The 1st Battalion entered the northwest end of the valley. Although the first lift-ships managed to land safely beside the road, subsequent ones encountered heavy fire. The NVA’s anti-aircraft guns and 37mm weapons could blow a helicopter or jet from the sky at 25,000 feet. In a matter of hours, enemy gunners shot down 10 helicopters and severely damaged 23 others, according to Zaffiri in Hamburger Hill.
Most of the 1st Battalion’s troops managed to get on the ground, but were soon pinned down by NVA fire and burdened by a large number of dead and wounded. Surrounding them were the burnt-out hulks of helicopters with rotors twisted in grotesque shapes. Meanwhile the 7th Cavalry’s 5th Battalion began arriving and came under fire from NVA artillery just across the border in Laos.
After a few hours, the 1st Battalion consolidated its position and was able to carve out a firebase in the valley floor. In bad weather, engineers with chainsaws worked frantically cutting down trees, and infantrymen with machetes hacked away at the bamboo and elephant grass, clearing fields of fire. Then Boeing CH-47 Chinook heavy-lift helicopters arrived, hauling 105mm howitzers in slings, large pallets of ammo and artillerymen, who quickly laid in their guns and minutes later began firing back at the NVA gunners in the mountains.
The next morning, the 1st Battalion attacked to the southeast toward the A Luoi airstrip, and the 5th Battalion moved down the highway toward Laos. The 1st Battalion ran into stiff resistance. Snipers perched high in treetops, hidden in caves or lodged behind huge rocks dropped the Americans one at a time. A steady stream of choppers moved in and out of the valley to deal with the wounded and dead. Many of the medevacs loaded with wounded were shot out of the sky or so riddled with bullets that they were forced to crash-land.
The bad weather got worse on April 21. To keep the troops on the ground supplied, helicopter pilots flew missions in the fog, landing and taking off using only their instruments. The next day a violent thunderstorm shook the valley. Heavy rain turned the valley floor into a quagmire, and operations slowed to a crawl.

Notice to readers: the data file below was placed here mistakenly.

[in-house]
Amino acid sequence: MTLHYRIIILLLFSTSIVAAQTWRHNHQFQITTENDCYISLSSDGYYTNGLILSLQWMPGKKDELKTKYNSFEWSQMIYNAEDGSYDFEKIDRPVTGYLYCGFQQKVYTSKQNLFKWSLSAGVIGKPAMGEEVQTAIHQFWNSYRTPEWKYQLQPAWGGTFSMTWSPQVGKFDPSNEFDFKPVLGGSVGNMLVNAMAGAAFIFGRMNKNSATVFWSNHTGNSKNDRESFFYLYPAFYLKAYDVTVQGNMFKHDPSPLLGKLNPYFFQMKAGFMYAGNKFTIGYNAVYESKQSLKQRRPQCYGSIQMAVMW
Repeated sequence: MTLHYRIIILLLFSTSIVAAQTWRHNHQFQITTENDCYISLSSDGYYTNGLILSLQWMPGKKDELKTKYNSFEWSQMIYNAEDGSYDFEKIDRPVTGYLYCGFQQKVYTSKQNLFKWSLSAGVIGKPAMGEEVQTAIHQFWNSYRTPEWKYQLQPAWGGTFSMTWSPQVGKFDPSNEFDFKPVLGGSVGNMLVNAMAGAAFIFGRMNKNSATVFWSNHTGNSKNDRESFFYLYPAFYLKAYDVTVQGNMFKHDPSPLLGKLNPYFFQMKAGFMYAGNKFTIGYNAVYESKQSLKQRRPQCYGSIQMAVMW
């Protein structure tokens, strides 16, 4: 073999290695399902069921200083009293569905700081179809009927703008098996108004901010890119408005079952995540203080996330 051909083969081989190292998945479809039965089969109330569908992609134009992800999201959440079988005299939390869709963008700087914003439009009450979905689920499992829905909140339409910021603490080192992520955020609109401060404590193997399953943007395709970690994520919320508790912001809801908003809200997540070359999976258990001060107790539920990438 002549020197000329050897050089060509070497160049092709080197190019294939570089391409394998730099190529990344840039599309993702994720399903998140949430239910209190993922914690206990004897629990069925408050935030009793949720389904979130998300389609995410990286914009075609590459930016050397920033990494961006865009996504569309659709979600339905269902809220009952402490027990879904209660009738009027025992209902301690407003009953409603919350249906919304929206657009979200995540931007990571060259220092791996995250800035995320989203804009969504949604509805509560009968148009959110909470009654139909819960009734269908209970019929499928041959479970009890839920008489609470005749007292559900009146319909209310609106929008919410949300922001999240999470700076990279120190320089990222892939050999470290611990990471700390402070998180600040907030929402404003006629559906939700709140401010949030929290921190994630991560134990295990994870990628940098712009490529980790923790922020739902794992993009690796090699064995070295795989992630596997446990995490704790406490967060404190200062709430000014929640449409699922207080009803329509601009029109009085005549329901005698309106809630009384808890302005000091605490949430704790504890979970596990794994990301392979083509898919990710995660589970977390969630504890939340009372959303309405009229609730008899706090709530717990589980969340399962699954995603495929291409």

Still the Air Cav made progress. At the original landing zone in the northern valley, the 3rd Brigade continued to bring in supplies, and the artillerymen kept their guns hot, lobbing shells up at the enemy gun positions on the mountains. At the same time, the 1st Battalion slogged steadily through the ankle-deep mud toward A Luoi.
As Operation Delaware continued, helicopters could not keep pace with the 3rd Brigade’s demands in the valley. Tolson knew he would have to bring in bigger loads of ammunition and equipment, and that meant he needed to reopen the A Luoi airstrip so that the Air Force could set up drop zones for their C-130s.
It stopped raining around April 23. On the 24th, Tolson launched the main attack to capture and set up a base at the airstrip. The 1st Battalion reached A Luoi, and Tolson called in the 2nd Battalion of the 7th Cavalry, 3rd Brigade. The 1st Brigade of the 1st Air Cav landed on April 25 and secured the runway. Engineering detachments arrived and worked throughout the night and into the next day to get the old French airstrip ready to accept Air Force cargo planes for the first time in two years.
The weather got worse on the morning of the 26th, when Army Chinooks brought an Air Force airlift control team into A Luoi to set up drop zones adjacent to the runway until the airfield could be prepared for the landings. Twelve Air Force C-130 missions were to begin the supply drops. Three C-130As and five C-130Es would load at Cam Ranh, and four C-130Bs would come out of Bien Hoa near Saigon. By noon, each of the 12 C-130s had dropped, while some had made second drops and some were on the ground in Da Nang to refuel and reload for second missions.
With a low ceiling of dense clouds, flying was difficult for helicopters, but it was downright treacherous for the lumbering C-130 cargo planes. The planes were to approach from the northwest, fly down the center of the valley to the drop zone and then depart with a climbing right-hand turn, according to an account by Sam McGowan in Trash Haulers: The Story of the C-130. Within 5 miles to the south of the airstrip are 6,800-foot peaks. The terrain to the north rises some 5,800 feet, and immediately northwest of the runway it rises to 4,000 feet. They couldn’t drop suddenly through the overcast like choppers could. They had to come in under it and then coast for miles just above the ground before they landed, while enemy gunners fired down on them the entire way.